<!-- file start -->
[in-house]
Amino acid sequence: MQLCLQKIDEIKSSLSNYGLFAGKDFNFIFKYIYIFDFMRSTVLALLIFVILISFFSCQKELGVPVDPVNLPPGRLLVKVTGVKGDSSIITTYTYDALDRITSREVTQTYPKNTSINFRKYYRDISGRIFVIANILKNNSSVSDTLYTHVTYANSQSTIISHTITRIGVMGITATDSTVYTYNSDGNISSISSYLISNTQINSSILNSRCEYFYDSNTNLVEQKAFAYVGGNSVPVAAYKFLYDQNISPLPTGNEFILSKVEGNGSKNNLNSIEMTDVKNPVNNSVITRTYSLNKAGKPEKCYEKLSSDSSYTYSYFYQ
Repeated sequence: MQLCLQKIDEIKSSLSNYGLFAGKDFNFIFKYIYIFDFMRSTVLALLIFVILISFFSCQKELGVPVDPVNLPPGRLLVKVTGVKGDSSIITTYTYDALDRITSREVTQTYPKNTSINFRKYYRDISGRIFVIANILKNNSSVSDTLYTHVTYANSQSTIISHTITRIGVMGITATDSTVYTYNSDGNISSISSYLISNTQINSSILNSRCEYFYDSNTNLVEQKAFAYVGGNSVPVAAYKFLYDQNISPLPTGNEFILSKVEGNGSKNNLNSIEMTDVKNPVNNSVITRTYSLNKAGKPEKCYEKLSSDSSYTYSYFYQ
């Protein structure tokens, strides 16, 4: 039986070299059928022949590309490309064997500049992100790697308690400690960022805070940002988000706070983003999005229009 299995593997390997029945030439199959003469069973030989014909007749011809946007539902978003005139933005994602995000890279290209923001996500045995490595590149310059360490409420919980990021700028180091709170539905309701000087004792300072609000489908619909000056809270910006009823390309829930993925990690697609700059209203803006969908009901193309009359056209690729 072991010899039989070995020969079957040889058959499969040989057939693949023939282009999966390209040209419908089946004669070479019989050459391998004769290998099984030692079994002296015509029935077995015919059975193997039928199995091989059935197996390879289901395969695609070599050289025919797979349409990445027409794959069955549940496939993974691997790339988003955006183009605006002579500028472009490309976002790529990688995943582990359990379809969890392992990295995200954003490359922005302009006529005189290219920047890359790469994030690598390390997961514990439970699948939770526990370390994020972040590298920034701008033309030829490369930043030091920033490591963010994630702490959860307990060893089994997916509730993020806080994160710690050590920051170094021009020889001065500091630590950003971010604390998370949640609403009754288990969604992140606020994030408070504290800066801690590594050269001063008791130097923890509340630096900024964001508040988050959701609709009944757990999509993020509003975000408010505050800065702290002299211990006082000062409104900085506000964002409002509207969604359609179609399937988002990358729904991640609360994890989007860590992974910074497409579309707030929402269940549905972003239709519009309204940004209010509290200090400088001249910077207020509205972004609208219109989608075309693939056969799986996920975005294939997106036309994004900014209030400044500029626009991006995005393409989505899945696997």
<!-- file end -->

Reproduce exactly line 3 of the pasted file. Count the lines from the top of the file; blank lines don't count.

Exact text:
Repeated sequence: MQLCLQKIDEIKSSLSNYGLFAGKDFNFIFKYIYIFDFMRSTVLALLIFVILISFFSCQKELGVPVDPVNLPPGRLLVKVTGVKGDSSIITTYTYDALDRITSREVTQTYPKNTSINFRKYYRDISGRIFVIANILKNNSSVSDTLYTHVTYANSQSTIISHTITRIGVMGITATDSTVYTYNSDGNISSISSYLISNTQINSSILNSRCEYFYDSNTNLVEQKAFAYVGGNSVPVAAYKFLYDQNISPLPTGNEFILSKVEGNGSKNNLNSIEMTDVKNPVNNSVITRTYSLNKAGKPEKCYEKLSSDSSYTYSYFYQ